A 34 year old former stripper-turned-prostitute and now a pregnant drug addict, talks about her forlorn quest for fast cash, living with AIDS, hope, and the story of her life. I made a documentary about this drug addict. To show the world her side of the story. I also made a short documentary on a pregnant prostitute, and the person around her is her husband/pimp. The other photographs are people living in poor conditions, stuggling to survive some are a homeless.
Naotomo Umewaka did not only want to photograph, but he made a documentary on a crack addict. When Naotomo, was filming a crack addict, many people asked “Why film a crack head?” in a negative tone. So he realized early that he would have to deal with many people’s negative attitudes towards addicts.
People at his college sometimes looked at crack addicts as objects of fun, targets for jokes. For example, he saw that a couple of university students were asking what looked like a crack addict to dance, while holding a dollar bill out to the individual. He went up to the students and told them that “you can’t pay addicts for cheap entertainment, or treat them like clowns; you have to show some respect.” he told the students to go away. That's what most people need to do and say.
Many other people have similar attitudes to homeless persons. “Oh that's a crack addict”, they say and automatically assume they are dangerous, and they try to avoid them. They may even think they are like that because they are lazy.
Tamika the crack addict says four main reasons why she thinks people are homeless. Homelessness, she says, is out of their control because of fire (that destroys their home), abuse (which makes them flee their home/abuser), cocaine addiction, and mental illness (which make them incapable of maintaining a home).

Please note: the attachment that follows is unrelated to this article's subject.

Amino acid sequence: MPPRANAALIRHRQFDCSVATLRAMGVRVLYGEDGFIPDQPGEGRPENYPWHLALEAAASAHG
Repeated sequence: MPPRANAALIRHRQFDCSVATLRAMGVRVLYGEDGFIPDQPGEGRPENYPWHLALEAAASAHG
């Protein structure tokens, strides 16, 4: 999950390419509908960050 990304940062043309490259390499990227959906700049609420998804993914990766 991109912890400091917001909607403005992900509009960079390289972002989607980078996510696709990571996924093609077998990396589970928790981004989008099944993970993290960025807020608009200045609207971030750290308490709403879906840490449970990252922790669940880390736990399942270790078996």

The director also knew that when he started filming, that he would end up in some of the poorest parts of Philadelphia, which is also one of the most dangerous cities in the United States. So he had to be prepared to be in a bad neighbor hood and he had to be brave while filming because anyone who might be a threat, such as a drug dealer or a criminal, could sense fear very easily or that he was not from around that neighbor hood. So he couldn’t afford to be scared and had to do or try anything to get the real perspective. At the same time he had to respect their subject, Tamika, and did his best to get along with her.
The director believes that it is easy to pass judgment on the homeless and addicted. So the challenge in this documentary was to tell their stories in such a balanced and humanizing way so that even those living in Suburbia could relate to them, at least, in spirit.
I hope these photographs make you think.
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